…and in that law he meditates day and night. (Psalm 1:2)
In his book Eat This Word, Eugene Peterson says that word “meditates” reminds him of something he saw his dog do in the Northwest woods where they were living. One day his dog dragged a huge bone up to the house. Clearly, it came from the carcass of an elk or moose, he said, and that little dog had certainly not brought the animal down. But that pup sure did enjoy that bone.
What the dog did was to gnaw on it day after day, eating it away little by little. Sometimes, the canine would bury the bone under leaves and later dig it out and resume its worrisome process of ingesting that huge bone. Eventually, he had consumed the entire thing.
That is what the believer is to do with the word, Dr. Peterson said. Think about it, consider it from every angle, take in all he can today, then lay it aside for the moment, only to bring it out later and gnaw on it again until it has become his.
Two groups can be found in every church: those who enjoy being prodded into thinking and those who insist that their spiritual food be predigested so it goes down smoothly.
My observation is that only the first group will grow spiritually. The unthinking group is content to remain spiritual infants.
The unthinking member demands simple sermons, easy lessons, no gray areas, all Scripture interpretation to be neat and orderly with no room for differences of interpretation, and no challenges to his beliefs, his position, his world.
The unthinking has a difficult time with Jesus. Our Lord refuses to abide by their demands, just as He did with every group He ministered to in the First Century.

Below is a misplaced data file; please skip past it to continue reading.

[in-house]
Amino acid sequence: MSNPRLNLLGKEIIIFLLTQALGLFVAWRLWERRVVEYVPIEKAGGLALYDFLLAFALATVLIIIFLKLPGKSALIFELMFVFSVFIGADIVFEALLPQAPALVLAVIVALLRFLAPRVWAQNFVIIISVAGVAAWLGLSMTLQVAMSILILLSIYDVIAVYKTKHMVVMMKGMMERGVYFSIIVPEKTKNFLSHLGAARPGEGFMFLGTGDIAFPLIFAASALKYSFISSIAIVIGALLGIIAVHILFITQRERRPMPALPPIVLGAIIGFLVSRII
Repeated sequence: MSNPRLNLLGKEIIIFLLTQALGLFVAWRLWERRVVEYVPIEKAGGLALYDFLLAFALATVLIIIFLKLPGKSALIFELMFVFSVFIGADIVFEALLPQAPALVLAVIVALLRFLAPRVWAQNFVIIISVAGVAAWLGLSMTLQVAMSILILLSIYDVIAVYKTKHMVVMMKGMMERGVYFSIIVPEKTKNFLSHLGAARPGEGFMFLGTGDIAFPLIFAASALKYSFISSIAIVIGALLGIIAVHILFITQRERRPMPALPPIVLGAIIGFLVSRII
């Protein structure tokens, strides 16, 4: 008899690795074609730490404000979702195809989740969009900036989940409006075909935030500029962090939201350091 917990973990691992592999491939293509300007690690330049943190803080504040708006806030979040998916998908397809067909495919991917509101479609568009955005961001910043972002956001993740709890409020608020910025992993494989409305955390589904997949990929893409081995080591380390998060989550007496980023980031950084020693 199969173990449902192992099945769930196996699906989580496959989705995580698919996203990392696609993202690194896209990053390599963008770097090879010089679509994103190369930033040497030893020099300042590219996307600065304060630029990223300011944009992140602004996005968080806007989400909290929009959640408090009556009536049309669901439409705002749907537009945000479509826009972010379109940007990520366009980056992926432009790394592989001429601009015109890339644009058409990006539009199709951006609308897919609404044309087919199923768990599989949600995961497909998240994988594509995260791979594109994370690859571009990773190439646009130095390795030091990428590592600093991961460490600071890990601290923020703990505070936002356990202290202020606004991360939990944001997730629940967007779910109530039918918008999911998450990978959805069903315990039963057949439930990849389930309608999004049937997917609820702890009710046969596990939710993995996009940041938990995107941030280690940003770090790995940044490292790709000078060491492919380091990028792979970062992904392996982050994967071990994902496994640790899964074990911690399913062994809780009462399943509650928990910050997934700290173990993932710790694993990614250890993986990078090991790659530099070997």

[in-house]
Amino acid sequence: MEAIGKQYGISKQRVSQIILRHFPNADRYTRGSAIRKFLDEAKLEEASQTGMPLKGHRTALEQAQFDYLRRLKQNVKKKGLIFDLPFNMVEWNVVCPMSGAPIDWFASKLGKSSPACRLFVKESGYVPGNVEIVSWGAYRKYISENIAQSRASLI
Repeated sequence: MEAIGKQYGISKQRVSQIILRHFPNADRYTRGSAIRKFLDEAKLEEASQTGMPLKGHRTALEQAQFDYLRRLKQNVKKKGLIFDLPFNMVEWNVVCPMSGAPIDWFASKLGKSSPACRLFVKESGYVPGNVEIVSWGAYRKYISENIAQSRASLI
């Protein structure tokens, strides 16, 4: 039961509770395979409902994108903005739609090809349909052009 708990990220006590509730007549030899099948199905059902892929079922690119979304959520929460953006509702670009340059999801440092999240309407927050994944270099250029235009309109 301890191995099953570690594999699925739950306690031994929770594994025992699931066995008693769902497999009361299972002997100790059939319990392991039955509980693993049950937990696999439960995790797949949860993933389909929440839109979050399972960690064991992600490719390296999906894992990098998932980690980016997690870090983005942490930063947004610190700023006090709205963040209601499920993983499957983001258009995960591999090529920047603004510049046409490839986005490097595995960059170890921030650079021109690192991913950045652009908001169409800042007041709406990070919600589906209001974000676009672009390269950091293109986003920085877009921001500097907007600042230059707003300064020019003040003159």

The pastor’s challenge is to move members of the second group into the first category–to show them the delights of reflecting on God’s Word, thinking about His message, studying their Bible lessons, and then to incorporate God’s truths into their lives.
Consider this example.
Now there were some present at that time who told Jesus about the Galileans whose blood Pilate had mixed with their sacrifices. Jesus answered, ‘Do you think that these Galileans were worse sinners than all the other Galileans because they suffered that way?‘ (Luke 13)
The Lord proceeded to answer his rhetorical question with a “No, but unless you repent, you too will all perish,” but clearly, He wanted them to think about this.
“Do you think?”
Then, stressing the point, Jesus called to their mind a similar tragedy with an identical truth. Or those eighteen who died when the tower in Siloam fell on them–do you think they were more guilty than all the others living in Jerusalem? (Luke 13:1-5)
Well, Lord, pardon me, but…well, you see…we don’t actually like to think about these things. Can you just lay it out there in black and white and we’ll simply quote you and run along.
Sorry. He refuses to play into our laziness, to cater to our inertia.